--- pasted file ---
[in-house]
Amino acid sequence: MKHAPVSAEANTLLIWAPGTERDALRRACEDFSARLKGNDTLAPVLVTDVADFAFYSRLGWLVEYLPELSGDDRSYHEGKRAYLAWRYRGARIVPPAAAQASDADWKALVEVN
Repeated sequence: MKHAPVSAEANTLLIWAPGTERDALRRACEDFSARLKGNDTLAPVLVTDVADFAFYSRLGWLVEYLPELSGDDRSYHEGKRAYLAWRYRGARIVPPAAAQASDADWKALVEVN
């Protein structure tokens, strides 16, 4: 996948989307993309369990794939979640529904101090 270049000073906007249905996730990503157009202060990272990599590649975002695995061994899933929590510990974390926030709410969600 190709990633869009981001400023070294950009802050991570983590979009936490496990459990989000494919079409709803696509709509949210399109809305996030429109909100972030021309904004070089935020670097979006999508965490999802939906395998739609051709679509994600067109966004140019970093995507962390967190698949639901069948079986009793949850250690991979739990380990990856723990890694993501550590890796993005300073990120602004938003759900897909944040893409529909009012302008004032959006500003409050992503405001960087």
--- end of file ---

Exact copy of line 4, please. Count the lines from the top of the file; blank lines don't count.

């Protein structure tokens, strides 16, 4: 996948989307993309369990794939979640529904101090 270049000073906007249905996730990503157009202060990272990599590649975002695995061994899933929590510990974390926030709410969600 190709990633869009981001400023070294950009802050991570983590979009936490496990459990989000494919079409709803696509709509949210399109809305996030429109909100972030021309904004070089935020670097979006999508965490999802939906395998739609051709679509994600067109966004140019970093995507962390967190698949639901069948079986009793949850250690991979739990380990990856723990890694993501550590890796993005300073990120602004938003759900897909944040893409529909009012302008004032959006500003409050992503405001960087």